In an newspaper interview, Lubomir Tomaszewski as the founder of the Emotionalists explained: “In (…) the 20th century, there was general chaos in art. (…) When the idea of ‘art for art’ came about (…) the most important goal was lost. (…) art [became stripped of] what was the strongest and the best side of human activity – moods, feelings, and emotions. Works of art turned into banal jokes. (…) [ Most art] lost its own visual or plastic language and it began to require an outside philosophical-literary interpreter.”
The clear and straightforward message that Tomaszewski and the Emotionalists communicate is “Less show, more content”. The real worth has become highly valued again: the real worth meaning works of art created by people for people, works bringing tears to your eyes, making you laugh or stirring up your inner anxiety, works that remind you that the most important is the human being and his or her context, namely nature. Or maybe sometimes the human being constitutes the context for nature? Because very often nature and the forms created by nature are the most important points for the Emotionalists and for Lubomir Tomaszewski himself. Works of nature have contributed to the creation of many works of art. Nature acts first, later acts the human being. This is why we can find so many inspiring and extraordinary landscapes, pieces of wood, bark and tree roots in sculptures and paintings. To his or her surprise, the viewer often discovers how an inconspicuous fragment of a root found by the artist becomes meaningful in a sculpture, how important it becomes, how much emotion and energy it conveys, how much movement and space it imparts to the work of art.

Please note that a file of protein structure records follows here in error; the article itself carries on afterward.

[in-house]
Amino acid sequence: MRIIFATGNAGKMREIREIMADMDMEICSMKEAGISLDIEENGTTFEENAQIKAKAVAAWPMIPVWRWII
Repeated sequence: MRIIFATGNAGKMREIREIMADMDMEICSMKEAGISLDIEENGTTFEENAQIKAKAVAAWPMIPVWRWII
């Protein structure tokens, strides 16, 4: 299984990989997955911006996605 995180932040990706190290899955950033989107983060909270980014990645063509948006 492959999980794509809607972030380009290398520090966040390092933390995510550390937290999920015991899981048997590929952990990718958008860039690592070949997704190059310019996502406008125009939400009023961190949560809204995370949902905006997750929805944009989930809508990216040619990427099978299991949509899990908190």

The Emotionalists have exhibited their works in numerous places in the United States, France, Germany and Poland, including New York, Cambridge, Harvard, Nuremberg, Warsaw, Sandomierz, to name but a few.